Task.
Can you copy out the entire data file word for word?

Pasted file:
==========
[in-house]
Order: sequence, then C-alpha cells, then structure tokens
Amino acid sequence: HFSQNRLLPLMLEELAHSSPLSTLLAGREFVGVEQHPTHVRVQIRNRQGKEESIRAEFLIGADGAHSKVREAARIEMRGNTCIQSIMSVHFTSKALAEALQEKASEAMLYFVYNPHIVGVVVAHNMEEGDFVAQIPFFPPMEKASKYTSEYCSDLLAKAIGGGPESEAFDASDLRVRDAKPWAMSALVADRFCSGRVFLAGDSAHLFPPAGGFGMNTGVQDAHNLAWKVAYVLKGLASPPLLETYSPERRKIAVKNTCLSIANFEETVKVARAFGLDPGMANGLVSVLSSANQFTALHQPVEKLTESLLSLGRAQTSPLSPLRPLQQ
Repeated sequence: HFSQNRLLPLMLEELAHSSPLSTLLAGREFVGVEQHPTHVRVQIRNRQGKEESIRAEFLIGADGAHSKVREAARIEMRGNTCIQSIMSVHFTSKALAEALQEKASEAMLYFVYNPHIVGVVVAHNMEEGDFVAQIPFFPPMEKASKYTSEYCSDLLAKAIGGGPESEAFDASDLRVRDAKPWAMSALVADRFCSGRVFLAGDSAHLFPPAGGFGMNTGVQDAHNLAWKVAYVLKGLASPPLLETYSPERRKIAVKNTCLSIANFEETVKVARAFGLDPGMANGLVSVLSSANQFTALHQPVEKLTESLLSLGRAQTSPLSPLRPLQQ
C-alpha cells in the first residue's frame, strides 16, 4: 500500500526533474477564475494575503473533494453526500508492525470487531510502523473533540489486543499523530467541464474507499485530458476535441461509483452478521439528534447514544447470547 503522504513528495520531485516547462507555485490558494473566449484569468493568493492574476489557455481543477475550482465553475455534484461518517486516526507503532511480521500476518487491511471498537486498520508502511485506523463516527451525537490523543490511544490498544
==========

[in-house]
Order: sequence, then C-alpha cells, then structure tokens
Amino acid sequence: HFSQNRLLPLMLEELAHSSPLSTLLAGREFVGVEQHPTHVRVQIRNRQGKEESIRAEFLIGADGAHSKVREAARIEMRGNTCIQSIMSVHFTSKALAEALQEKASEAMLYFVYNPHIVGVVVAHNMEEGDFVAQIPFFPPMEKASKYTSEYCSDLLAKAIGGGPESEAFDASDLRVRDAKPWAMSALVADRFCSGRVFLAGDSAHLFPPAGGFGMNTGVQDAHNLAWKVAYVLKGLASPPLLETYSPERRKIAVKNTCLSIANFEETVKVARAFGLDPGMANGLVSVLSSANQFTALHQPVEKLTESLLSLGRAQTSPLSPLRPLQQ
Repeated sequence: HFSQNRLLPLMLEELAHSSPLSTLLAGREFVGVEQHPTHVRVQIRNRQGKEESIRAEFLIGADGAHSKVREAARIEMRGNTCIQSIMSVHFTSKALAEALQEKASEAMLYFVYNPHIVGVVVAHNMEEGDFVAQIPFFPPMEKASKYTSEYCSDLLAKAIGGGPESEAFDASDLRVRDAKPWAMSALVADRFCSGRVFLAGDSAHLFPPAGGFGMNTGVQDAHNLAWKVAYVLKGLASPPLLETYSPERRKIAVKNTCLSIANFEETVKVARAFGLDPGMANGLVSVLSSANQFTALHQPVEKLTESLLSLGRAQTSPLSPLRPLQQ
C-alpha cells in the first residue's frame, strides 16, 4: 500500500526533474477564475494575503473533494453526500508492525470487531510502523473533540489486543499523530467541464474507499485530458476535441461509483452478521439528534447514544447470547 503522504513528495520531485516547462507555485490558494473566449484569468493568493492574476489557455481543477475550482465553475455534484461518517486516526507503532511480521500476518487491511471498537486498520508502511485506523463516527451525537490523543490511544490498544